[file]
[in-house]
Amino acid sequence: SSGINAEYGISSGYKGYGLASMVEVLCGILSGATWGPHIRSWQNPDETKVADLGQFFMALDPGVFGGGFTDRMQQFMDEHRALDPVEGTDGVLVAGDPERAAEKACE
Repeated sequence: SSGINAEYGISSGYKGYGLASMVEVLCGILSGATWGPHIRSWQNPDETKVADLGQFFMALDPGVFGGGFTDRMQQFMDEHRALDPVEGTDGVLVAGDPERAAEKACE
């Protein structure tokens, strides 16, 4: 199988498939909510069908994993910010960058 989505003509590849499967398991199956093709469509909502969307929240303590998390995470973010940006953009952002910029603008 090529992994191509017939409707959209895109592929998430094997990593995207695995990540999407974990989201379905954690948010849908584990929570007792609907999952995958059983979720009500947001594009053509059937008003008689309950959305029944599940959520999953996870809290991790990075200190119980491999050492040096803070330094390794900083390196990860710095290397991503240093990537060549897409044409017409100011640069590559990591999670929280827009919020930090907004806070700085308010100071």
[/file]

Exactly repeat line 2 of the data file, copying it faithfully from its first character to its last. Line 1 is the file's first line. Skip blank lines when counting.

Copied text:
Amino acid sequence: SSGINAEYGISSGYKGYGLASMVEVLCGILSGATWGPHIRSWQNPDETKVADLGQFFMALDPGVFGGGFTDRMQQFMDEHRALDPVEGTDGVLVAGDPERAAEKACE